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Brokers “take the brunt” of Royal Commission report

  • Brokers fear risk to industry

    Two brokers predict possible outcomes the commission’s recommendation will have on the industry

  • Freedom of choice in danger of extinction

    And the big banks get a free kick out of it

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    by Rebecca Pike

    The final report of the Royal Commission was handed down yesterday afternoon, with some strong recommendations affecting broker pay.

    Speaking after the release of the report, treasurer Josh Frydenberg confirmed the government would be taking action on all of the recommendations.

    This ‘action’ includes the complete abolition of trail commissions for brokers, as well as volume-based bonuses.

    It also includes the introduction of a best interest duty for customers, which the Combined Industry Forum (CIF) was already introducing for the broker industry.

    The report recommended eventually removing upfront commission. Frydenberg said there would be a review in three years to determine the impact on this, considering previous reports had recommended otherwise.

    While there is still a lot to be done before the 1 July 2020 cut off of trail commission, brokers, industry associations and wider supporters are understandably concerned about the impact these changes will have.

    Steve Mickenbecker, Canstar’s group executive of financial services, has said mortgage brokers won’t be going anywhere, but the numbers could reduce.

    He added, “The two intermediary groups, financial planners and mortgage brokers, look to be taking the brunt of the whole formal recommendations approach.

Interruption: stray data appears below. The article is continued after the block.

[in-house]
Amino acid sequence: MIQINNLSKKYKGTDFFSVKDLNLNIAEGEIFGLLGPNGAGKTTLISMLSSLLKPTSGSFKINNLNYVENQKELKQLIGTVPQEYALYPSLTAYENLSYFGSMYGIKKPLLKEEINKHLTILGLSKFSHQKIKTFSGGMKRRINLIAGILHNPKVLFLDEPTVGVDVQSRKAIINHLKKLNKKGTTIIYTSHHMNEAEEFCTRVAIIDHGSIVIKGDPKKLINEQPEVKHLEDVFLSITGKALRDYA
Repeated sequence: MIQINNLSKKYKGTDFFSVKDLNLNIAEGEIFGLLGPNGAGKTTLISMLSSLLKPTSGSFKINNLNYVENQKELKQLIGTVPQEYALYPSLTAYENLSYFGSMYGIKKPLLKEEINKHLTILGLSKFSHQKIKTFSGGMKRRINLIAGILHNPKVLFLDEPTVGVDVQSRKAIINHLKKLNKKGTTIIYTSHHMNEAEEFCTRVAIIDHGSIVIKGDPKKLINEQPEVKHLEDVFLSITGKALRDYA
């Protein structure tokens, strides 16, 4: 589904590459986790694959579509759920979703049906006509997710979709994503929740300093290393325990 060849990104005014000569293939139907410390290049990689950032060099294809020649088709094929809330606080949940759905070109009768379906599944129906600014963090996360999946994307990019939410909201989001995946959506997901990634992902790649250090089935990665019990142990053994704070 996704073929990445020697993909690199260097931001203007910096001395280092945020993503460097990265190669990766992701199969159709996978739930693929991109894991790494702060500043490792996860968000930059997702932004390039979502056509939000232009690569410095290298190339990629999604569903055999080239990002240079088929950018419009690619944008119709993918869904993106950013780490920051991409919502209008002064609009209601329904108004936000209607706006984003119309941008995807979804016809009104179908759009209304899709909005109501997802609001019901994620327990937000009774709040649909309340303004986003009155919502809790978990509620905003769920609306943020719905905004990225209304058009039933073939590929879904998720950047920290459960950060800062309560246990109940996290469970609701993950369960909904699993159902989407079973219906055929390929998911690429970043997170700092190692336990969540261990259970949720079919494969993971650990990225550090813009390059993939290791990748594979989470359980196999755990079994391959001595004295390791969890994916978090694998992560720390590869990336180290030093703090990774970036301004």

“The fees and trails people have been getting from banks, try justifying that and getting that from the borrower who’s already stretched. It’s going to get a lot tougher.

    “The level of commissions that brokers might have earnt in the past, it’s going to be very difficult to stay in this environment. That must lead to the law of supply and demand, it’s going to be a less lucrative industry so the number of brokers must decline that will push people back into the bank channels.”

    Mickenbecker said smaller banks and lenders are reliant on the broker channel, so there might have to be changes to survive.

    “There will be brokers around there’s no question. I think we do have to test just how many consumers are prepared to pay a broker,” he added.

    “We would have to think that online origination platforms are going to have to get better and get better fast to survive in a declining distribution model.

    “Then obviously we don’t want to see a destruction of competitiveness, we want to see competitiveness increasing. I think people will have to invest heavily and fast in online originations.”

    Related stories:

    • Royal Commission impact will be "far and wide"
    • A remuneration revamp could be in the cards for brokers in 2019

    Original Article